Getting Into Sand Traps

Sand trap is actually a term you will not find in the Rules of Golf. Therefore, we shall strike those words from our vocabulary – as the reason for the title was only for those who previously did not know any better.

One of the unique things about Augusta National Golf Club is that the course is forever changing. Every year we anticipate what changes will be made and this past was no different.

Sometimes it is the suggestion of its champions – as was the case when Ben Hogan protested a sand trap hidden in the fairway of the third hole. He claimed, “That is just what it is, a trap.”

The bunker was subsequently removed.

Todays post addresses the sometimes dastardly hazard – the sand bunker. First, let us get the name correct forever in our language if we are to call ourselves true golfers. At some point in history a golfer must have coined the name, “sand trap”, because it certainly can be descriptively correct.

How bunkers came into existence is really quite an interesting story. Back in the early days of golf at St. Andrews in Scotland, the land was also used for grazing sheep. To hide themselves from the blistering cold winds, the sheep would burrow in the small moguls and hillsides, creating large holes or bunkers. These were never repaired and have instead become one of today’s most popular golf course architechtural features.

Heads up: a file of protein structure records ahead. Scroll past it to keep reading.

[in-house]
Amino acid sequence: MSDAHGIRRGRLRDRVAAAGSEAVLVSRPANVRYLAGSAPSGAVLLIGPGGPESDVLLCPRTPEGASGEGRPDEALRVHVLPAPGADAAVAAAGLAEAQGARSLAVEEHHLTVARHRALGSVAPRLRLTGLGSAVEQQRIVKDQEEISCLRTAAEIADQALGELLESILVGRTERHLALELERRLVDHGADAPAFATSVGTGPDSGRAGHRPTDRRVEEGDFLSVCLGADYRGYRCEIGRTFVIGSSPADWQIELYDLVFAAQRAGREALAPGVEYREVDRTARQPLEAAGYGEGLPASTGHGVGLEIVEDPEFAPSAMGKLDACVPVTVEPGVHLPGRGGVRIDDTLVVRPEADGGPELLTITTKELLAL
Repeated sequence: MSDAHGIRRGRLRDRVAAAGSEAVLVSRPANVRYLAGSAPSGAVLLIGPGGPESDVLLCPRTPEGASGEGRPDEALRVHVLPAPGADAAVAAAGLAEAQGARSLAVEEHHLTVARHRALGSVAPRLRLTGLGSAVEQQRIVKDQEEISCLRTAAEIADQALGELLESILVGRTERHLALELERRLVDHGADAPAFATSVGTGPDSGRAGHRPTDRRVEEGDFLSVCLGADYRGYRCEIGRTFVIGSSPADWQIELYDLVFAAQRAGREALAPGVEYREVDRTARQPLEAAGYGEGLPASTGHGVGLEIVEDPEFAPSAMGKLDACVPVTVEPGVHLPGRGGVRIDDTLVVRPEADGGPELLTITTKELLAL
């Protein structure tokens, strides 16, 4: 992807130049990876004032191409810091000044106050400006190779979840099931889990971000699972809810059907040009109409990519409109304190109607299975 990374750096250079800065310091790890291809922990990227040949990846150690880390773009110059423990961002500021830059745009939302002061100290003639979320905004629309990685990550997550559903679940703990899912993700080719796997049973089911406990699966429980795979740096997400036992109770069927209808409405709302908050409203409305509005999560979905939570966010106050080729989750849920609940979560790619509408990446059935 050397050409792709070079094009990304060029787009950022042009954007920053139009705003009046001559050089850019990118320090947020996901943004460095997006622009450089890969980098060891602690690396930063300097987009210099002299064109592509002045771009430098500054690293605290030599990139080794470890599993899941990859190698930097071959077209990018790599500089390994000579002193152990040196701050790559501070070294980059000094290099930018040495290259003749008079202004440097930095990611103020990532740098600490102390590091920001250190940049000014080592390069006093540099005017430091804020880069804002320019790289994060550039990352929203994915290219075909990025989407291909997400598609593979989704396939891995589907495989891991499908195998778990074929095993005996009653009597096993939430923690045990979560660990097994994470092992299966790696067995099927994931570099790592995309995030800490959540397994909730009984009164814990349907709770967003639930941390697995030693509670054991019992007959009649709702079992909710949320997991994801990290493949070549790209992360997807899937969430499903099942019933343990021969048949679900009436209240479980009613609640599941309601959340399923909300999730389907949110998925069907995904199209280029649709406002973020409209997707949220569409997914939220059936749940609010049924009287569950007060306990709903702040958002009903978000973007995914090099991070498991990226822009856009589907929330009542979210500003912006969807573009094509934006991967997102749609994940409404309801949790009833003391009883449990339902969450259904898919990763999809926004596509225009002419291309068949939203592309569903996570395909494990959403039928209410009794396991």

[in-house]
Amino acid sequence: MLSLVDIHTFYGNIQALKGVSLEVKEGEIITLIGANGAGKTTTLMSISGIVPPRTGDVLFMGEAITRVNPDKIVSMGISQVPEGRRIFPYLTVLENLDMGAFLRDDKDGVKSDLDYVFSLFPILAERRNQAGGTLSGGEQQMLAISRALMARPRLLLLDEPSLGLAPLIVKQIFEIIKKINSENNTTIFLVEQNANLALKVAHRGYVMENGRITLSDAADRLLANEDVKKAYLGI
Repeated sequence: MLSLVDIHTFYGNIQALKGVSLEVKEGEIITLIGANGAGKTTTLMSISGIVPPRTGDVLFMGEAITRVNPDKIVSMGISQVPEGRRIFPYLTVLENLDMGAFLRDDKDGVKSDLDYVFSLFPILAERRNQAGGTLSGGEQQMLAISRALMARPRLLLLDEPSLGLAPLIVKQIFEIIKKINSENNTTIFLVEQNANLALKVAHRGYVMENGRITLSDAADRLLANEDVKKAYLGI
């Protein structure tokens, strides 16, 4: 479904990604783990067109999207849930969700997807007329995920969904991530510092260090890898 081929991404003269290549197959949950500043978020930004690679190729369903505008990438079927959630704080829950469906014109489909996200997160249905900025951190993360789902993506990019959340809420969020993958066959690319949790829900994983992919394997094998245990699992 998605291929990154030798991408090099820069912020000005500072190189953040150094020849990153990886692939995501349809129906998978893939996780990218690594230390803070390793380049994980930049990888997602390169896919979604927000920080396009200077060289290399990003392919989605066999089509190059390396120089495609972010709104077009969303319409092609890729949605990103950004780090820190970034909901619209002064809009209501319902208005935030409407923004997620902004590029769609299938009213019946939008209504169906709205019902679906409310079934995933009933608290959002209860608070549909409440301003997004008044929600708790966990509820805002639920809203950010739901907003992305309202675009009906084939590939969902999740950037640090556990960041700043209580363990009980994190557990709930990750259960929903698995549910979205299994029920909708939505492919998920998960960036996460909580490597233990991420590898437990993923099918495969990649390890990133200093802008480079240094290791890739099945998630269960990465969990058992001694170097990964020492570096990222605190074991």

Most bunkers are filled with sand and strategically placed in fairways and around greensides. A design also seen a lot today is a grass bunker.

While this type of bunker allows the player to ground their club before a stroke, those doing so in a sand bunker also earn themselves an additional two strokes according to Rule 13-4.

Such an action is deemed as “testing the hazard” which is not permitted.

Golf great Gene Sarazen is credited with inventing the first sand wedge. The story goes that he was practicing bunker shots one day and discovered if he added some weight to the bottom of the club the ball was more easily lifted from the sand by hitting down and through the shot.

Sarazen proceeded to win his next event with his new invention, meanwhile creating quite a stir among the other pros.

Methods of exiting bunkers currently range from putting, to picking, to tossing after three attempts for many golfers. Some shiver at the thought of being in one of those ancient sheep burrows. Fear of bunkers can be overcome with the proper equipment and a golf lesson in the technique required.

Only the sand wedge is equipped with a flange, which is the bottom part of the club where Sarazen added the weight. Any other club is not suitable for a properly played bunker shot, although there are circumstances where a skilled player may use another.

Normally, with a pitching wedge or 9 iron you will find the leading edge digs into the sand, with the bottom of a sand wedge bouncing off the sand.

Have a sand wedge and still can’t get out? How you stand to the ball, position of the ball in your stance and how the club moves through the shot are all unique to other shots in the game.

Taking the time to learn this technique and then practice are the keys to more success and greater confidence.

Now that you know the history of bunkers, a description of the proper equipment, who invented it, and at least, how to play by the rules, you can feel more knowledgable the next time you are in one.

You are encouraged to take a lesson from your PGA or LPGA Professional for the rest.


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